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Engine Anodes and Electrolytic Reduction

After two weeks of intense work on the Monitor’s vibrating side lever steam engine, we shifted efforts towards preparing it for electrolytic reduction treatment over the next three months.

Electrolytic reduction is a conservation treatment for metal artifacts in which the object is connected to the negative side of an electric circuit, called the ‘cathode’. Modern metal ‘anodes’ are placed close to, but not touching, the artifact and are connected to the positive side of the electric circuit. Once the tank has been filled with water containing a chemical called an electrolyte that allows electricity to pass through it easily, low-voltage DC power is turned on and the rust and corrosion on the engine begin to be chemically reduced by the flow of electrons. This makes the corrosion and concretion easier to remove and will help make the engine easier to take apart. Electrolytic reduction also has the effect of speeding up the release of chloride salts which have built up over the 140 years the engine spent in the Atlantic Ocean, definitely a good thing! Click here for an animation of the electrolytic reduction process:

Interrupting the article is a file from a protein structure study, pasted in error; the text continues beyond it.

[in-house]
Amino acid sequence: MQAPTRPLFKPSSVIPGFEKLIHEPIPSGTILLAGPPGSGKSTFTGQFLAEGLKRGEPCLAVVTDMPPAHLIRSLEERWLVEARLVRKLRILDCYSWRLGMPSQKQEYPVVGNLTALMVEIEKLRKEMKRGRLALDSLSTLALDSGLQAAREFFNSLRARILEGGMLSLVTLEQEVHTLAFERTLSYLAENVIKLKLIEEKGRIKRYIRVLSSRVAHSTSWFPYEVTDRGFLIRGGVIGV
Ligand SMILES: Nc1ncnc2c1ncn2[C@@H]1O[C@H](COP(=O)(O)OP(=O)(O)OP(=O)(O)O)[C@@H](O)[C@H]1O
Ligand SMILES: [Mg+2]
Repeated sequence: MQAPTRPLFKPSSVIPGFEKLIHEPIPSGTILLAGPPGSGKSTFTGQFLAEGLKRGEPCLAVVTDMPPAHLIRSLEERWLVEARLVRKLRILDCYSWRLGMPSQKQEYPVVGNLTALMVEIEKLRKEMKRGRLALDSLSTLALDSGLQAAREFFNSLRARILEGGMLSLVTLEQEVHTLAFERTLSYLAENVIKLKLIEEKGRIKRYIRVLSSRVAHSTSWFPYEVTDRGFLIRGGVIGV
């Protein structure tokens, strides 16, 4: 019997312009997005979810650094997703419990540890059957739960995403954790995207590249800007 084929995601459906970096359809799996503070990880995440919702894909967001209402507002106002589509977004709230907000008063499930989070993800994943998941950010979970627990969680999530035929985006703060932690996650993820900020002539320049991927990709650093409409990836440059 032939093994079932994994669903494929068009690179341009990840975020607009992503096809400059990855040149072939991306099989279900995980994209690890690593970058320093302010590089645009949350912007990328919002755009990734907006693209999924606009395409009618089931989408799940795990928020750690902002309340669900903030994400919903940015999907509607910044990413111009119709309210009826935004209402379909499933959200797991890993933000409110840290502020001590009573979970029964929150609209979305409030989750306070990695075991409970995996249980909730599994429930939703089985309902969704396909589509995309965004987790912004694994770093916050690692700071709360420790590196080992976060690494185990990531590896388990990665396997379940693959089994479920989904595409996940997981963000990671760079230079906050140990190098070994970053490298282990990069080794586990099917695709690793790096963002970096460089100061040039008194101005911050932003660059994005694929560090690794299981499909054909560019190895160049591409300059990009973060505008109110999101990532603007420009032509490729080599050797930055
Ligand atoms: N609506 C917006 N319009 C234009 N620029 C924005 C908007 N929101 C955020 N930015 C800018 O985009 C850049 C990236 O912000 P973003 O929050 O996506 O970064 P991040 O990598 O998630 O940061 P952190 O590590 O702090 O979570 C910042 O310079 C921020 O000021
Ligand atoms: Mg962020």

Over the past week, we fabricated anodes for the Monitor’s engine using a combination of long lasting 316 stainless steel expanded metal mesh, and loops of platinum-niobium wire. These were suspended by a system of cables and wires which allowed us to follow the shape of the engine and provide treatment to as many areas as possible.

After installing the anodes and wiring the engine for electrolysis, conservators thoroughly cleaned the engine tank and filled it with approximately 35,000 gallons of reverse osmosis water. During the filling process, conservators also added approximately 250 pounds of sodium hydroxide (NaOH) to act as an electrolyte and bring the pH over 12.

This morning, Eric turned on the DC rectifier and electrical current is now flowing through our electrolytic reduction setup. We will closely monitor this process over the coming weeks and months before we get back into the engine tank in spring, 2011.

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